The California public university system prides itself as an open marketplace of ideas with one caveat: ideas must be liberal or otherwise have no place in the classroom. We all know that it exists on campus. Start talking politics with your professors during office hours if it isn’t already blatantly obvious, or simply view the recent documentary “Indoctrinate U.”
The reason for this bias is self-explanatory — liberal administrators select professors that agree with their politics. If you have any doubts whatsoever, take a look at the statistics. According to a recent study, 72 percent of American university professors are “liberal,” while just 15 percent are conservative. In addition, 80 percent of psychology professors are Democrats. What is a conservative student (or professor, for that matter) to do?
Unfortunately, it isn’t very likely that this trend will change, even in the long-term. As Professor Richard Vatz of Towson University observes, “college and university administrators and faculty throughout the United States cannot reconcile their support for diversity with their discriminatory policies against conservatives, and there is no source motivating them to do so.”
The word “diversity” ultimately omits any political consideration. Naturally, conservative professors are less likely to speak out in the classroom as to avoid any future conflict with their peers or the administration that hired them. This means students will probably hear the same leftist arguments regurgitated in their classes over and over again.
And as University of Virginia social psychologist Jonathan Haidt points out, liberal professors are wildly overrepresented: Polls illustrate that “approximately 40 percent of Americans are conservative and 20 percent are liberal.”
Regardless, the mere number of liberal professors hired every year is not the real matter of concern; rather, liberal-slanted course curriculum and restricted course offerings are more problematic. In theory, even a liberal professor can teach a class about conservative principles.
Education is all about having an open mind, right? And one doesn’t need to be a Reaganite conservative to discuss how Communism fell. More conservative hires would ultimately increase the odds of conservative-based course offerings, but I prefer to think realistically.
Currently, political science classes almost completely exclude conservative ideas. There is only one class offered at Cal Poly that highlights conservative thinkers, and it isn’t even offered on an annual basis. Meanwhile, economics courses glorify Keynesian principles, humanities courses denounce traditional values and sociology classes tell us we should blame society for all our problems.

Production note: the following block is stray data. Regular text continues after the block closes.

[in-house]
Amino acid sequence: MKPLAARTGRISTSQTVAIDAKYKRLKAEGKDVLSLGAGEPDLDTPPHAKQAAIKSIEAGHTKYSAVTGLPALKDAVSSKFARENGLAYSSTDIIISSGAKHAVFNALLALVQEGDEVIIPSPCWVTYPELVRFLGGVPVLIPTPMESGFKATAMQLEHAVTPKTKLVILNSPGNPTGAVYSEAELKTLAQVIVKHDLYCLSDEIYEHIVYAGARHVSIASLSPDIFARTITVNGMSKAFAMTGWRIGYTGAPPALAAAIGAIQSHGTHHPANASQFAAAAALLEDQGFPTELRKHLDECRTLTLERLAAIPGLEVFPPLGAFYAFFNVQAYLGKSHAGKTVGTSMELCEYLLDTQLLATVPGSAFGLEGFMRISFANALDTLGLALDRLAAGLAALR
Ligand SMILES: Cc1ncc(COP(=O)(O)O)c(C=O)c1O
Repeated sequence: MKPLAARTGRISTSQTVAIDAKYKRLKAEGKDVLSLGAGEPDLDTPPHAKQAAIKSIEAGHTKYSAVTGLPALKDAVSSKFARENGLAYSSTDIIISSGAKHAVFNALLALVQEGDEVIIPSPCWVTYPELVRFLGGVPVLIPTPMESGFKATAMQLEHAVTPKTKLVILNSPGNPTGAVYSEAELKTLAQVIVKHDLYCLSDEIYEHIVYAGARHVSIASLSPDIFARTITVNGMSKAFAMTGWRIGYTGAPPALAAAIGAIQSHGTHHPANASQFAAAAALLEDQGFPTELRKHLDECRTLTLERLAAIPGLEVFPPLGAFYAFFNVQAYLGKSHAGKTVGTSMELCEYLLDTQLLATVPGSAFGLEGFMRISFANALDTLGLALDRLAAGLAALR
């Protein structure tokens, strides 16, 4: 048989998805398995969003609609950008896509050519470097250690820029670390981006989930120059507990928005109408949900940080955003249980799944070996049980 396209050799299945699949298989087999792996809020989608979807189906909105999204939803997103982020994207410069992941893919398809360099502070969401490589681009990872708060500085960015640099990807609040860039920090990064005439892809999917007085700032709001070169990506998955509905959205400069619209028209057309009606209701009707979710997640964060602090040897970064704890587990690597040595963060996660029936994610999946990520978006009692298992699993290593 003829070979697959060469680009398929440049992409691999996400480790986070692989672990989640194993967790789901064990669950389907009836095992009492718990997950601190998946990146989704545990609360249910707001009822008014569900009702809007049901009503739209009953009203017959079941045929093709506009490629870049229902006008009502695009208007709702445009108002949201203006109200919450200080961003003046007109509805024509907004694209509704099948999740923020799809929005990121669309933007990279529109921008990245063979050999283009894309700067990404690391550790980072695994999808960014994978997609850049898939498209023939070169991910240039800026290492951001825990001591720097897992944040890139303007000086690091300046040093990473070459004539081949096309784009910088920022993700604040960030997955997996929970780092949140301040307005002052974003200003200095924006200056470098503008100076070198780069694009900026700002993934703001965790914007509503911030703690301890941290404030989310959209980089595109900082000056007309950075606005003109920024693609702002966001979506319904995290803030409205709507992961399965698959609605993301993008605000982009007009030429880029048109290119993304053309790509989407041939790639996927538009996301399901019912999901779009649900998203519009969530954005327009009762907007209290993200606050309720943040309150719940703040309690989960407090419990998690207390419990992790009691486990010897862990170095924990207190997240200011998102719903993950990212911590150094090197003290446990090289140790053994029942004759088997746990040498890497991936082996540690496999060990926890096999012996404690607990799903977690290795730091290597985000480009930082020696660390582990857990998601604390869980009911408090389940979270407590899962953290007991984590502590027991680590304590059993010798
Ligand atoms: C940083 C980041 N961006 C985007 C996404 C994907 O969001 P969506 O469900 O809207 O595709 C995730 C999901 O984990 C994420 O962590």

Before you start crying over this academic travesty, there is a light at the end of the tunnel. Yes, with the advent of new technology, conservative thought may have found a new academic means to enrich college students — online education.
The popularity of online education has skyrocketed. The Babson Research Group reports that “the percentage of college students taking at least one online course has risen from 12 percent in 2003 to 25 percent in 2008.” In an age where presidential elections are largely influenced by Facebook and Twitter, this is no surprise. The computer is a part of a college student’s natural habitat, and the convenience of e-courses is unmatched. As CSU Stanislaus President Hamid Shirvani said, “Online education is the future.” Indeed, about 1,330 students took online courses at CSU Stanislaus during the Spring 2011 semester.
The Internet has a tendency to make everything a bit more “democratic,” and its effect is no different for the education world. As a result of online education, conservative professors have new opportunities to make a difference, and the availability of conservative courses is bound to increase.
Ultimately, whether these courses count for anything is at the discretion of the university, but the fact that these courses are online surely eliminates a great deal of bureaucratic interference and resistance. It becomes incredibly difficult for universities to reject credit without completely admitting their bias to the world. In fact, many online classes are open to the general public. Wouldn’t it seem just a bit suspicious if a university rejected credits for a conservative class that was advertised to the world (especially to its conservative benefactors)?
The seemingly endless California budget crisis further supports this trend. Traditionally, public universities have been forced to choose between raising tuition and cutting classes. Universities typically disfavor the latter as it damages their national ranking. At the same time, raising tuition generates criticism by those who believe a public education should be affordable. The ultimate solution: offer access to (or credits for) online courses.
Online professors are often contract employees and thus do not receive the same benefits as professors. This saves the school a lot of money.
It will be interesting how this phenomenon plays out these next few years. Will the world of academia finally start to offer a more balanced education for free thinkers? With the university administration steadily losing its influence, the future looks brighter.
“Rightly” or wrongly, students will have increasingly more discretion over their course selection.